Jan Vesely, superintendent of the Kyrene School District, asked a student focus group last year what their biggest concern in middle school was. Their answer surprised her.
It wasn’t their friends, course work or teachers.
The students told her how they go all day without using the restroom, fearful they’d encounter other students vaping and worried they would be falsely accused and suspended from school. The superintendent later shared the conversation with a Kyrene principal as they discussed how to handle the escalating problem of e-cigarettes among students.
E-cigarette use rose 78 percent among high school students and 48 percent among middle school students nationwide from 2017 to 2018, according to the Food and Drug Administration. As vaping grows, raising health and addiction concerns, Arizona schools are addressing the problem by installing vape detectors in restrooms and bringing in addiction experts to educate students. Lawmakers, too, are trying to regulate the growing industry.
“It’s definitely a crisis, in the sense that we’re creating a whole new generation of people who are going to be addicted to nicotine,” said Judith Gordon, professor and interim associate dean of research at the University of Arizona’s College of Nursing.
Vape detectors in school restrooms
Kyrene Aprende Middle School in Chandler installed 20 vape detectors in seventh- and eighth-grade restrooms in February, as part of a pilot program for the district. It was the first school in the state to do so, according to Principal Renee Kory, who said Vesely told her of the students’ restroom fears.
“At the start of this year from the very beginning, we were just continually getting reports of kids vaping in the restrooms, and constantly talking to kids,” Kory said. “They were just so nonchalant about how everybody vapes.”
Students primarily use the Juul, she said. The nicotine vaporizer, which is sleek and easy to conceal, is widely sold at convenience stores and smoke shops.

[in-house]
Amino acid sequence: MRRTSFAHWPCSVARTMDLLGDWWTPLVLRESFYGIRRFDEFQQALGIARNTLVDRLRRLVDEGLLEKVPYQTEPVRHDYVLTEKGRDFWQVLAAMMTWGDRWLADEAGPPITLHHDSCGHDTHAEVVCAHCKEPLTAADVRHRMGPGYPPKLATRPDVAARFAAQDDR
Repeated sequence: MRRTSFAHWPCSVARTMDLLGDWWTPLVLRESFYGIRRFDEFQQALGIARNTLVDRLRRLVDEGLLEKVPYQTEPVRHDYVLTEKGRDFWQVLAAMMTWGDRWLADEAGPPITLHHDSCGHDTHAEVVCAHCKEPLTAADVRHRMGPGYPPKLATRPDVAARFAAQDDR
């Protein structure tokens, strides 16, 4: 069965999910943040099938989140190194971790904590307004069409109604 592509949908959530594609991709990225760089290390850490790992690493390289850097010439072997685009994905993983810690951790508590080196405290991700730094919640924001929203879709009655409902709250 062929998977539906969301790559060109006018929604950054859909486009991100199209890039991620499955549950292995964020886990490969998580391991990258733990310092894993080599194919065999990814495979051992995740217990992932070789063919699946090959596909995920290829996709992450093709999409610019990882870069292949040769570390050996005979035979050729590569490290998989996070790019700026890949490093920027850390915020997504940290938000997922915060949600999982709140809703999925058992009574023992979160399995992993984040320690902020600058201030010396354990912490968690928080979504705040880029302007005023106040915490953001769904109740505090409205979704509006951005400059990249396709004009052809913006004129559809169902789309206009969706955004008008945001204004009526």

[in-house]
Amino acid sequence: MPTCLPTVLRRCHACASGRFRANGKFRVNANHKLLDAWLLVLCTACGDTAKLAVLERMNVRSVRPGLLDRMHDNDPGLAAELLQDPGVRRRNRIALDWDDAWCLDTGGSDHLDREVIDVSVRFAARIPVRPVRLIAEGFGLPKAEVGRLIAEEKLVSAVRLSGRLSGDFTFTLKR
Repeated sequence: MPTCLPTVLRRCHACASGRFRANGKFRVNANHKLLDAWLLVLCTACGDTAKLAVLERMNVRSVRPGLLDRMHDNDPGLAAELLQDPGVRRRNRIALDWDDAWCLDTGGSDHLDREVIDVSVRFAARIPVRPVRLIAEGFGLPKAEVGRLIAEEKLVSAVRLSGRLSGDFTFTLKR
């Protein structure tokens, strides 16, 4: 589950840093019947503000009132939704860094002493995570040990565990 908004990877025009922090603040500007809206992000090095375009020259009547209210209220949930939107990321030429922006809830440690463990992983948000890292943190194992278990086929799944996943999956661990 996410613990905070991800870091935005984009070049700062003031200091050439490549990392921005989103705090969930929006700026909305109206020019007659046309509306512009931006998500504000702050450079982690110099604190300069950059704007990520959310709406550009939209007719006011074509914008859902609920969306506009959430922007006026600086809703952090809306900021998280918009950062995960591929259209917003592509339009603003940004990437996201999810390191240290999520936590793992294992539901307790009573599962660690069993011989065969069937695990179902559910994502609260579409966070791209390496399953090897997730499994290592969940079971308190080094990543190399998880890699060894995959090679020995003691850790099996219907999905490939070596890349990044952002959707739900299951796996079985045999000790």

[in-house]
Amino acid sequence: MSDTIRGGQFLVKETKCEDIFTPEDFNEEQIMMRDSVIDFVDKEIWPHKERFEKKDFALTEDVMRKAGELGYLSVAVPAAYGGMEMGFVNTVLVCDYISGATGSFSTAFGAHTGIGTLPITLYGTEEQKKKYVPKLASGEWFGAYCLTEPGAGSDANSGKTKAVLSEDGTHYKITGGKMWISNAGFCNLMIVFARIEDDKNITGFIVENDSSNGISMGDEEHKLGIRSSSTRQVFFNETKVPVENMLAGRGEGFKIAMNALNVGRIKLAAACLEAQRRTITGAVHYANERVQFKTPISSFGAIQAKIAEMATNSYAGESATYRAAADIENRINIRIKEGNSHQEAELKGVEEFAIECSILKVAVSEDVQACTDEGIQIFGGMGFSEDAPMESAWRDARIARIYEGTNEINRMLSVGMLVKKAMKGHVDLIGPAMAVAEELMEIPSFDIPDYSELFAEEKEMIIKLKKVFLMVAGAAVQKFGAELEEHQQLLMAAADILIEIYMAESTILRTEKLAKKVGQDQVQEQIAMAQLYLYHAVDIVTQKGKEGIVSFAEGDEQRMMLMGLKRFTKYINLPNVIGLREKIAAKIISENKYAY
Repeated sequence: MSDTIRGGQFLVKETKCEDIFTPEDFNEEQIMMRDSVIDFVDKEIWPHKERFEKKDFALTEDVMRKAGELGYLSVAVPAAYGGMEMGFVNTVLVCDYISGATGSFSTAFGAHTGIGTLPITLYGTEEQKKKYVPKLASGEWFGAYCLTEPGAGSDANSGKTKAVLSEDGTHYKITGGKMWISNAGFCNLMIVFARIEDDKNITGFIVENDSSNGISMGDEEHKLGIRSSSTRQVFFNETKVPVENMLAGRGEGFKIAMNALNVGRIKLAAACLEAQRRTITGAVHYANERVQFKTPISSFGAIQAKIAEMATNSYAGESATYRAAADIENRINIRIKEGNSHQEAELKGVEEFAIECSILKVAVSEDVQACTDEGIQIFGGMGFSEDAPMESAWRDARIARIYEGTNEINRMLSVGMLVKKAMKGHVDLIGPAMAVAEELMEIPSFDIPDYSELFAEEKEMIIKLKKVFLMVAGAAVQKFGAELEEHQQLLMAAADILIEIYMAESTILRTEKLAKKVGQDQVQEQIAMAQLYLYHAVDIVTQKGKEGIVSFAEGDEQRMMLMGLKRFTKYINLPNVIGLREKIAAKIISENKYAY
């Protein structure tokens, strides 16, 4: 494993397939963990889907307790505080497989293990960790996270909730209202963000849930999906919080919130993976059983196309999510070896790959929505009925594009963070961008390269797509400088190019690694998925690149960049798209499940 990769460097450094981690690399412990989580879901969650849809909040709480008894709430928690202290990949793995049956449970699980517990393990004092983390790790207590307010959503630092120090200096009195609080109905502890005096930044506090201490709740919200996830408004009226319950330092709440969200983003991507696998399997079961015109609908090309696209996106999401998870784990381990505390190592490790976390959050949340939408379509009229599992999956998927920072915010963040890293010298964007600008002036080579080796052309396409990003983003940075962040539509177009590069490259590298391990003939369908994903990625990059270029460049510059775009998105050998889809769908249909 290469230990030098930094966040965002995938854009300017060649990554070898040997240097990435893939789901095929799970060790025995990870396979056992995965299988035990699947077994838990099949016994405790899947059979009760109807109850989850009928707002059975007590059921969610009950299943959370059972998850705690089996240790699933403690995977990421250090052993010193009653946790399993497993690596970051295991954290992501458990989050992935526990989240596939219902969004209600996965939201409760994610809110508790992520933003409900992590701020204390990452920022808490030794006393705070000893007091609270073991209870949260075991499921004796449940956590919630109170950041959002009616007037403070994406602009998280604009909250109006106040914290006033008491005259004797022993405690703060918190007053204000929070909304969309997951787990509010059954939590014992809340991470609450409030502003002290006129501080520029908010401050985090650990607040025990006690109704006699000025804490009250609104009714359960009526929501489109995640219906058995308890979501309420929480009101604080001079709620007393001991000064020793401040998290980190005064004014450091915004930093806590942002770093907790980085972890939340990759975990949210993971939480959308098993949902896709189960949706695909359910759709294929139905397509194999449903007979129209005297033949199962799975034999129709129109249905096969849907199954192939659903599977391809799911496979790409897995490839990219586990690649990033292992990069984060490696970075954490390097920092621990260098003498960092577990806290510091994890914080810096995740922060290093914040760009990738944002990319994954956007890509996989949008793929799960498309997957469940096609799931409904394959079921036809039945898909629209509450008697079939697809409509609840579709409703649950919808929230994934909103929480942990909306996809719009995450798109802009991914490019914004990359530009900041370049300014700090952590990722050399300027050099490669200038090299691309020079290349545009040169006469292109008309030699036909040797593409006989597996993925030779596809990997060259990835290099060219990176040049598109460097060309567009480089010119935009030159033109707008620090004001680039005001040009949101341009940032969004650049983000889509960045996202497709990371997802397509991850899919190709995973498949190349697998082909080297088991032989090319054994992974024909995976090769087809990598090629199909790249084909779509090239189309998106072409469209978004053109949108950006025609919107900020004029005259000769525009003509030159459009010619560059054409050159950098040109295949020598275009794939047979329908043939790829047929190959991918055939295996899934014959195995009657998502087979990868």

According to the Centers for Disease Control and Prevention, Juul Labs’ sales increased 641 percent from 2016 to 2017, and it held the greatest share of the U.S. e-cigarette market by December 2017.
Juul Labs, a private company, has not released sales reports, but its value has been estimated to be $38 billion.
The vape detectors installed at Aprende come from Soter Technologies, a New York company, and originally were designed as “bullying detectors” – monitoring noise in private spaces, such as restrooms and locker rooms.
When schools started calling about vaping problems, Soter modified the devices to also measure air quality and alert administrators via text when they register abnormalities, chief executive Derek Peterson said.
With the new detectors, Aprende administrators plan to combat both the easy concealment and increasing normalcy of vape devices. But it’s not yet clear whether such technology is a solution.
The rise of e-cigarette in schools
Arizona schools only have partial data on the growing trend, but officials see it as a rising culture among youth that many adults don’t fully grasp.
In an Arizona Criminal Justice Commission youth survey last year, 20 percent of young people reported e-cigarette use in the past 30 days – a rate that has increased across all grade levels since its first assessment in 2016.
School officials at several districts around metro Phoenix say it’s unlikely they’ll resort to installing detectors. A spokeswoman for Dysart Unified School District, which serves elementary, middle and high schools in El Mirage and Surprise, said it would cost too much and students could find a way around it.
“Our K-8 schools have a minimum of 12 bathrooms, and our high schools have upwards of 40 bathrooms, so having those devices would not be feasible,” said Karen Winterstein, director of student services for Dysart.
She said the district’s main concern is dispelling misinformation around vapes, which often marketed as cessation devices to help wean people off cigarettes, although the FDA does not recognize that claim.
“In the interactions our administrators had with students and parents, we could tell parents didn’t understand” vaping devices, including how cleverly they can be concealed, Winterstein said. “Some look like key fobs, lipsticks, asthma inhalers.”
In January, a spokeswoman from the Arizona Attorney General’s tobacco enforcement unit held an informational session for Dysart parents, students and community members to help identify vape devices and learn about health risks.
Winterstein plans to take the presentation to assemblies at every school in the district.
“We’re trying really hard on creating interventions, and not just being punitive,” she said.
Steven Chestnut, executive director of support services for the Scottsdale Unified School District, said they also have been educating students during assemblies this year. Chestnut said the district may consider installing detectors, although there are no current plans to do so.
Administrators at Aprende Middle School in Chandler concede that the detectors are just one part of a package that must include prevention.